International Classification of Pain

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  1. Pain
    An unpleasant sensory AND emotional experience associated w/ actual or potential tissue damage
  2. Nociception
    • The neural process of encoding noxious stimuli
    • Consequences of encoding may be autonomic (i.e. elevated BP) or behavioral (motor withdrawal)
    • *Pain sensation is not necessarily implied
  3. Noxious Stimulus
    A stimulus that is damaging or threatens damage to normal tissues
  4. Sensitization
    Increased responsiveness of nociceptive neurons to their normal input and/or recruitment of a response to normally sub-threshold inputs

    Central Sensitization: increased responsiveness of nociceptive neurons in the CNS to their normal or sub-threshold afferent input

    Peripheral Sensitization: increased responsiveness and reduced threshold of nociceptive neurons in the periphery to the stimulation of their receptive fields
  5. Acute Pain
    • Short duration w/ sudden onset
    • Easily diagnosed/treated/resolved
    • At/near site of lesion (if referred, in typical referral patterns)
  6. Chronic Pain
    • Starts 3-6 months after injury (lasts 6 months or longer)
    • Difficult to diagnose/identify specific cause for pain
    • Referred far from site of lesion/atypical referral patterns
    • Emergence of illness behaviors not always a physiological sign of warning for the body
    • May be related to physiological changes in the nervous system (reduced thresholds, neurotransmitter imbalance, psychological factors, not an identifiable injury)
  7. Chronic Pain: Common Features
    • Substance abuse/overuse
    • Multiple procedures/surgeries 
    • External locus of control
    • Vegetative signs
    • Physical, emotional, sexual abuse
    • Exaggerated clinical presentation (verbal or nonverbal pain behavior)
  8. Factors Influencing Pain Perception and Behavior
    • Personality
    • Social Context
    • Culture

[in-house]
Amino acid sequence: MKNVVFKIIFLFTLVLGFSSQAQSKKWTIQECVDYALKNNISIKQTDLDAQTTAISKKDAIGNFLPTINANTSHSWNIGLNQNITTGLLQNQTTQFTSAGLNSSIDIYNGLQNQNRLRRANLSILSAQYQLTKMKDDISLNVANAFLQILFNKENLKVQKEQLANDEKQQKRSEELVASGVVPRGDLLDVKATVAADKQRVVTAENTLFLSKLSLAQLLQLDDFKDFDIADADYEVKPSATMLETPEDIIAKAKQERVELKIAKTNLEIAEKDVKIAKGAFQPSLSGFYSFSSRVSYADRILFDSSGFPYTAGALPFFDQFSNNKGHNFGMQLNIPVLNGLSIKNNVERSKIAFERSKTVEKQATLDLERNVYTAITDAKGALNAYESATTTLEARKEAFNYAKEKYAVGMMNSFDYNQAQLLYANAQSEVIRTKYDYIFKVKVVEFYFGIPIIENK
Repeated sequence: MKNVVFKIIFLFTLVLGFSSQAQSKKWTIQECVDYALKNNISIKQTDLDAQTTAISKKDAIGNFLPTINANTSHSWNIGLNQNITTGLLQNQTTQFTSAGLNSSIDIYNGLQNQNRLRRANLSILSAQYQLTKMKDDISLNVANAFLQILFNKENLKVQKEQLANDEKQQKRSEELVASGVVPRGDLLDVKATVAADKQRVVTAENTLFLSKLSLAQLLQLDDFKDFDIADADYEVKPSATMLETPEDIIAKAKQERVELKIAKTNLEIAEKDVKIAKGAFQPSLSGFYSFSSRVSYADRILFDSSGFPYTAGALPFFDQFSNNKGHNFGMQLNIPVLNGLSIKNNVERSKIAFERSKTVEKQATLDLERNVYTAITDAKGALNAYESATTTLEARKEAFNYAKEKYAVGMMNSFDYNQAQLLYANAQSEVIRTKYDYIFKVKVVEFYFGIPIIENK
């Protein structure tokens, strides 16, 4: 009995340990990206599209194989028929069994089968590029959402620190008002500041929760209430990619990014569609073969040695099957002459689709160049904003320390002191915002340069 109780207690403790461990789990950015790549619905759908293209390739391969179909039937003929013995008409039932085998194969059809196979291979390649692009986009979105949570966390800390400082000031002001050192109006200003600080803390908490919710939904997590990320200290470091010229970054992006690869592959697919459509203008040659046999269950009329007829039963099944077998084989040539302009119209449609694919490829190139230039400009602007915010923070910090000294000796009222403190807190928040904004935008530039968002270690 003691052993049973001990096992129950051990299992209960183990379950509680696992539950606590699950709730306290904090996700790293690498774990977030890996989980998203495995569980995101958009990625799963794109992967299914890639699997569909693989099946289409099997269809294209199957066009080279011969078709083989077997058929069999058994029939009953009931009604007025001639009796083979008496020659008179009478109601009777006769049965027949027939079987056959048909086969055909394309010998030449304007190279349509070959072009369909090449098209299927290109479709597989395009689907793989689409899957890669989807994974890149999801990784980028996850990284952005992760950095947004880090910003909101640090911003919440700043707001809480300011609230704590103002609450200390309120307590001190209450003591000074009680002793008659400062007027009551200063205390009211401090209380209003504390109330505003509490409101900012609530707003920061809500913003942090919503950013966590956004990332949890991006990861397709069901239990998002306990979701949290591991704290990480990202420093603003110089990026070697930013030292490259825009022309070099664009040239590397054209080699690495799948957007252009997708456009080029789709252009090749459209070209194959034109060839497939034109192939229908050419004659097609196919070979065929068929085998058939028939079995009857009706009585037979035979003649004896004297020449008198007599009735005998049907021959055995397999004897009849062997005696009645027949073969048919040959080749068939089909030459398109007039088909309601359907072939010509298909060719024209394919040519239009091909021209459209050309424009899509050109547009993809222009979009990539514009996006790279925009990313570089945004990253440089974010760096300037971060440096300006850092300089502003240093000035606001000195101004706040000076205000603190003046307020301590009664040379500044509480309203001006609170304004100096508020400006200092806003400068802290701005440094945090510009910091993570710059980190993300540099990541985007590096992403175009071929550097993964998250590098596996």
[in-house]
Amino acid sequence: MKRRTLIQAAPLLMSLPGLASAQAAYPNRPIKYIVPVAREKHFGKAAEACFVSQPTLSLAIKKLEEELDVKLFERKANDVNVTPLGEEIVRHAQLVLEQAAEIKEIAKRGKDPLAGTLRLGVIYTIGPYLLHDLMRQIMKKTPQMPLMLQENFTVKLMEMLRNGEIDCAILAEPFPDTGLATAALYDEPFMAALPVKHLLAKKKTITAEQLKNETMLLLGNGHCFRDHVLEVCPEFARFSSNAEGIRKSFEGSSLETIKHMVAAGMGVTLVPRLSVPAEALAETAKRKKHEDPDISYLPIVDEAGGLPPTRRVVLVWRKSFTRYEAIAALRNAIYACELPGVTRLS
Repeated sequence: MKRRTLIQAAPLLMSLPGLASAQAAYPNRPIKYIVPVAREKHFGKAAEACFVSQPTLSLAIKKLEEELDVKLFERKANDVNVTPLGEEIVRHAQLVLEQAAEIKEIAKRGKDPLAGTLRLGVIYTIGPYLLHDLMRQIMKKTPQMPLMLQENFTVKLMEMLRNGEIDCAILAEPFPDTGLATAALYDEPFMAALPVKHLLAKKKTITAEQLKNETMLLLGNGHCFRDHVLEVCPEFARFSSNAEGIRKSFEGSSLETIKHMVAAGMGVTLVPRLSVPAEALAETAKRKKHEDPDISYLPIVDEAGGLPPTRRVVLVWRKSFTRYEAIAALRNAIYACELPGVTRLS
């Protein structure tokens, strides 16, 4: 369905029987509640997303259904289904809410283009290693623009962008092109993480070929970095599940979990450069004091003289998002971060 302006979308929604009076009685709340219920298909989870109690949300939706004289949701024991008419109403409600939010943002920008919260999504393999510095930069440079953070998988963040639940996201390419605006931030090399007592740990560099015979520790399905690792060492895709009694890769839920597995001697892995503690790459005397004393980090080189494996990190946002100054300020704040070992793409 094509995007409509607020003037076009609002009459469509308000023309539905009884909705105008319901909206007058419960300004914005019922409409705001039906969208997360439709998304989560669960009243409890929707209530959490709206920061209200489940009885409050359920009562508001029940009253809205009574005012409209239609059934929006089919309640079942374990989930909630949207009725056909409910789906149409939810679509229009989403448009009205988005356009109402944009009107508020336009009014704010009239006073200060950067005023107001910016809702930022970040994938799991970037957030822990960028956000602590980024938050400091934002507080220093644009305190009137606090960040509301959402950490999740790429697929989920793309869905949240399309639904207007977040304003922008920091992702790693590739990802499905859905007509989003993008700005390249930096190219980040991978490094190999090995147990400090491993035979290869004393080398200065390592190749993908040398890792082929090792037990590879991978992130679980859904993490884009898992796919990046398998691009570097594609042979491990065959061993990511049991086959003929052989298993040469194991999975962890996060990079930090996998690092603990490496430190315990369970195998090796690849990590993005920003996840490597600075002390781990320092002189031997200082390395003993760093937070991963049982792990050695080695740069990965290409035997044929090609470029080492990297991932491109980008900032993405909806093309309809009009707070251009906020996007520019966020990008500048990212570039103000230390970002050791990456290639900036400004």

• Attitudes of Health Professionals
    • Past Experience
    • State of Mind
    • Avoidance and Cognitive Processes
  9. Medical Model of Pain Management
    • Assumes an underlying injury
    • Remove/alleviate/fix the injury and the pain will go away
  10. Behavioral/Cognitive Behavioral Model
    • Pain perception due to more than just the injury (psychological state, physiological changes in long standing pain states)
    • History of depression --> reduced pain thresholds
    • Chronic pain state: receptor sensitivity is heightened
    • Treating the inure alone won't address pain perception
  11. Somatosensory Receptors
    • A Delta:
    • Small, myelinated
    • Speed = mod fast
    • Location = capsules, ligaments, fat, blood vessels, connective tissue
    • Stimuli = mechanical, thermal 
    • Sensation = sharp, prickling sensation, small areas (increased stimulation --> habituation)

    • C Polymodal
    • Small, unmyelinated
    • Speed = slow
    • Location = capsules, ligaments, fat, blood vessels, connective tissue
    • Stimuli = mechanical, thermal, chemical
    • Sensation = dull aching sensation over larger areas (increased stimulation --> sensitization)
  12. Dorsal Horn
    • Marginal Zone (I)
    • Substantia Gelatinosa (II)
    • Nucleus Proprius (III-VI)

    "Soup at the dorsal horn" = combination of facility and inhibitory transmitters (mix determines transmission)
  13. Intermediate
    Intermediate Gray Matter (VII - VIII)
  14. Anterior/Ventral Horn
    Anterior Horn Cells (IX)
  15. Chemical Stimulants of Nociceptors
    • Protons (H+, acids)
    • Neurotransmitters (serotonin, histamine, ACh)
    • Polypeptides (bradykinin, kallidin)
    • Prostaglandins
    • Cellular metabolites (ATP, ADP, lactic acid, K+)
    • Spicy plants (capsaicin)
  16. Neurotransmitters of Primary Afferent
    • Substance P
    • Vasoactive Intestinal Peptide (VIP)
    • Cholecystokinin
    • Somatostatin
  17. Biomedical Model
    One-to-one relationship between the magnitude of the injure and the pain experience (mind and body = distinct entities)
  18. Biopsychosocial Approach
    • Treatment aimed at changing behavior
    • Pain = unreliable guide
    • Education regarding maladaptive pain = paramount
    • Graded exercise gradually acclimates the pt to function
    • Focus on slow, progressive functional recovery
    • Empower the patient
    • Use of narcotic pain meds can undermine this process
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International Classification of Pain
2014-02-13 16:06:49
International Classification Pain
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